This should sell you on the game enough if you haven’t had the chance to play it already, but what about those of you that already played the game? What’s here to attract old players back to the fold?
Well for starters, Batman and Catwoman are decked out in new uniforms for the new game. Each of them are sporting new armored suits (hence the name) with a few added features. These suits are capable of storing kinetic energy in order to be released during an opportune moment to deal more damage. As you fight the baddies you’ll have a meter rise on your screen. Once that’s full, click both sticks and you’ll unleash the fury of an even angrier Batman. I didn’t notice too much of a difference in power during the fights I activated the mode, but it could be because I didn’t allow any enemies to get too many hits in on me in the first place.
Also new is Batman’s new on-board Batcomputer mounted on his wrist. This is the part where players get to use the GamePad in order to make leveling up and selecting inventory a whole lot easier. Previously you had to pause the game and switch things around, and stop whatever you were doing. Now you’ll have everything on the screen in your hands, so all it takes is a few quick presses in order to change out equipment or strengthen your abilities. It makes the whole process much more streamlined, but keep in mind that your game is always running now. This means that you should probably find a safe spot in Arkham City in order to switch things around so you don’t get blindsided by a group of thugs.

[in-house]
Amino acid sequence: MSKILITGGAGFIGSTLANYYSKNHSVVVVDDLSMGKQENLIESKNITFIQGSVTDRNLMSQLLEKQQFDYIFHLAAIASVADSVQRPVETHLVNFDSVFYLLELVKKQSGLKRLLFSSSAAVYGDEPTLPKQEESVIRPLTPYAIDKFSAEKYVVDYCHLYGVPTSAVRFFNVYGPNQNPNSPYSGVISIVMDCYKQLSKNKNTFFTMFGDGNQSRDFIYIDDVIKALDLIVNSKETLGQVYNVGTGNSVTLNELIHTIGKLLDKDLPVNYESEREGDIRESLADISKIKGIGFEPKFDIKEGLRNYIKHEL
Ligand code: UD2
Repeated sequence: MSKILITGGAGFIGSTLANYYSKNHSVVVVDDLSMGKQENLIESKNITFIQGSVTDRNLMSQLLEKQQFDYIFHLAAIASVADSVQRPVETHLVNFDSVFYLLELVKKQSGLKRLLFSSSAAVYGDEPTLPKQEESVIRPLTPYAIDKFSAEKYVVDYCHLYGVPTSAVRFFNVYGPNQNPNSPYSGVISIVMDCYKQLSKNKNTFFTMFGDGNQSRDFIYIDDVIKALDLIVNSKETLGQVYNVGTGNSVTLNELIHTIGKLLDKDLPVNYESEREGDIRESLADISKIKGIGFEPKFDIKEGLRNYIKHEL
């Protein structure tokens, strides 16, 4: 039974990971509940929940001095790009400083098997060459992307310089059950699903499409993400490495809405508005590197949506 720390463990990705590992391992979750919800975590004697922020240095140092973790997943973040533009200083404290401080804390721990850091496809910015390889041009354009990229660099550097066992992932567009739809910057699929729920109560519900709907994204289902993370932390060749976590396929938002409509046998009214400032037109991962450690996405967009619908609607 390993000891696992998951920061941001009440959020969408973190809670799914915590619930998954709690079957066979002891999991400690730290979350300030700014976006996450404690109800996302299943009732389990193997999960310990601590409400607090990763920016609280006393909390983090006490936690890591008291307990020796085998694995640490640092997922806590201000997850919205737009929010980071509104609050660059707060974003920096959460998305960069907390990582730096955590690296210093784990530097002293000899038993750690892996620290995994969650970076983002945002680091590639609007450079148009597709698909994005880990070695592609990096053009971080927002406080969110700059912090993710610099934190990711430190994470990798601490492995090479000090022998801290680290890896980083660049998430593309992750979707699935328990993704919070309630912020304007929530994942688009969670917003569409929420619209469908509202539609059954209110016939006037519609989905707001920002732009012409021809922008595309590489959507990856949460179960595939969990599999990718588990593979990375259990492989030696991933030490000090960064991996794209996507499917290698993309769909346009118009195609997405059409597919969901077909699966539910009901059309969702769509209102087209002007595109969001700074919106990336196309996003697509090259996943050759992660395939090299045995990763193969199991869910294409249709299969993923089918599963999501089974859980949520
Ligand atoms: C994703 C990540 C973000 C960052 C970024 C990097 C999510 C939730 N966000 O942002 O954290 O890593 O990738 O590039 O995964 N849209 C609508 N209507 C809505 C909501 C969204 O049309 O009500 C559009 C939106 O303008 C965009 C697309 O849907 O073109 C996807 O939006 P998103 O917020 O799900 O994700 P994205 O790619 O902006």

I personally like this necessity, though. It adds to the immersion. Batman would never be able to pause a fight in order to put a batarang in his hand or to apply a quick upgrade to his explosive gel. It means you always have to be aware of your surroundings, which is one step closer to actually thinking like the Caped Crusader himself.